• the degree of photo damage to an individual's skin is strongly correlated with the individual's age, due to correlation of age with degree of chronic sun exposure.
  • the photo damage itself can however result in a variety of different symptoms such as age spots, telangectasia and collagen degradation.
  • a measurement of photo-damage can therefore be achieved by obtaining a measurement of the extent of any of these symptoms.
  • each symptom has a different physiological cause, the extent of each symptom is not necessarily cross correlated with one another.
  • An improved overall photo-damage measure can therefore be obtained by considering the extent of the various different effects of chronic photo-exposure.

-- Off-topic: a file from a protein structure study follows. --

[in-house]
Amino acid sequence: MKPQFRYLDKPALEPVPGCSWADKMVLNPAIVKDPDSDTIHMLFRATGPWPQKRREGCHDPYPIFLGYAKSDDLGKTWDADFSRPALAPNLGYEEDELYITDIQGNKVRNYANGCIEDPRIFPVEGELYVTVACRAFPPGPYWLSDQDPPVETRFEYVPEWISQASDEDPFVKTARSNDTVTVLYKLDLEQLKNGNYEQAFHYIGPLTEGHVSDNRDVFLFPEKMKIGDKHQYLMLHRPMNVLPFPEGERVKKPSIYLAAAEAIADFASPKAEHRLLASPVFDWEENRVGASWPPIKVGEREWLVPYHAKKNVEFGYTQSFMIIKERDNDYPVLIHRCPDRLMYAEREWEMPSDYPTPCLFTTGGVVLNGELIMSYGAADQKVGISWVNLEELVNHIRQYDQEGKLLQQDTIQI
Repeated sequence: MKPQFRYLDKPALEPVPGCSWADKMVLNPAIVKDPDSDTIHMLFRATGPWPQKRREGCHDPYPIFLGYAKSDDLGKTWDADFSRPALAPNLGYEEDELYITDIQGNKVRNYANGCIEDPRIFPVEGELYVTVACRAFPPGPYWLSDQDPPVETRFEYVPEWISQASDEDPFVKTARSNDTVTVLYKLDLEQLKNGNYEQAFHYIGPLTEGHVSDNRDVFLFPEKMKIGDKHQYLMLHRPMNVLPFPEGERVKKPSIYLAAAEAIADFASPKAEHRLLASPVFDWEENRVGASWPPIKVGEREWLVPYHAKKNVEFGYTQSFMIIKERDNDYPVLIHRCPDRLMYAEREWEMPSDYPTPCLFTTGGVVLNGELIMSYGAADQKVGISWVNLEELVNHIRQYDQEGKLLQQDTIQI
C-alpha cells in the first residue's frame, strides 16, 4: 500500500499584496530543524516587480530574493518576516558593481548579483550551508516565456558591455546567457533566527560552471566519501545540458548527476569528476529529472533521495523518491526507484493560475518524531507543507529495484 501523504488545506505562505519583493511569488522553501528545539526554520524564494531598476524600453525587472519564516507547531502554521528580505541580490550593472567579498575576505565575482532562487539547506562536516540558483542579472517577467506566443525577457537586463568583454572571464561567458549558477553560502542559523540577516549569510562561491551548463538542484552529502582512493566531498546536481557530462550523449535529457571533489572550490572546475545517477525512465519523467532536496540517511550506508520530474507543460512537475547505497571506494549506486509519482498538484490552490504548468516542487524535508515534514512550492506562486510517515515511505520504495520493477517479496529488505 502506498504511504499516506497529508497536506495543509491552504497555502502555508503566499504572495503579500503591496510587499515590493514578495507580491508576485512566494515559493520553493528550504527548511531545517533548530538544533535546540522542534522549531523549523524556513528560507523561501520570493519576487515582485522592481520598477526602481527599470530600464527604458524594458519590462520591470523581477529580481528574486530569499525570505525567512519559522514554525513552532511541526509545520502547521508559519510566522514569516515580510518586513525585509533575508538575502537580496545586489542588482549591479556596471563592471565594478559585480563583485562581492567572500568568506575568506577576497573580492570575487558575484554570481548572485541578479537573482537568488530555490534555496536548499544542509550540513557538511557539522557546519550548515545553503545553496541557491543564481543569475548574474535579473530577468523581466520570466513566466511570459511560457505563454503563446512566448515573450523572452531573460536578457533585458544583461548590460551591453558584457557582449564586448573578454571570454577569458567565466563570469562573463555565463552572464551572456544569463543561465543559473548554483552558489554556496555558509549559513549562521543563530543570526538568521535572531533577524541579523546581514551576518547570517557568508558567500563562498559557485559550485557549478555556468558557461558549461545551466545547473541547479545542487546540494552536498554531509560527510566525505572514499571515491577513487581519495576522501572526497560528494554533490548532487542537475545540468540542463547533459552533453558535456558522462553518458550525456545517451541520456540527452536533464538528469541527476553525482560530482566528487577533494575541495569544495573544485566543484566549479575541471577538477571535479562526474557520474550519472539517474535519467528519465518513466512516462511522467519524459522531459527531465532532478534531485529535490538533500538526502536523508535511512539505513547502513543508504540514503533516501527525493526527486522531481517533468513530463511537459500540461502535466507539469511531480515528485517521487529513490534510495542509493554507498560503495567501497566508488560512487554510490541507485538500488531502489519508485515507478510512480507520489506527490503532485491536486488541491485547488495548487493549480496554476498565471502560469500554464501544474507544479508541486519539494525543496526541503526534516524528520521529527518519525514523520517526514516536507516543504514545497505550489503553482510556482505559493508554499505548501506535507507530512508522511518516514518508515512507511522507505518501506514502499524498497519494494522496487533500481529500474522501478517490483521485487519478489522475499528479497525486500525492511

• telangectasia the presence of larger visible blood vessels in the skin
  • a measurement of the extent of telangectasia can be obtained by processing a blood image to determine a count of the numbers of apparent blood vessels of a certain size. The calculation of such a measurement will now be described.
  • the analysis module 18 prompts the user to select (s 3 - 4 ) an area of skin of the individual 2 to be analysed by displaying the obtained image of skin on the display 10 .
  • the user then can proceed to identify an area of skin for detailed analysis by controlling a pointer using the mouse 9 .
  • the selected area e.g. the cheek, should be substantially uniform in surface geometry and have few features or obvious lesions.
  • the analysis module 18 selects a square of 256 by 256 pixels for further processing centred on the position identified by the location of the pointer on the display 10 .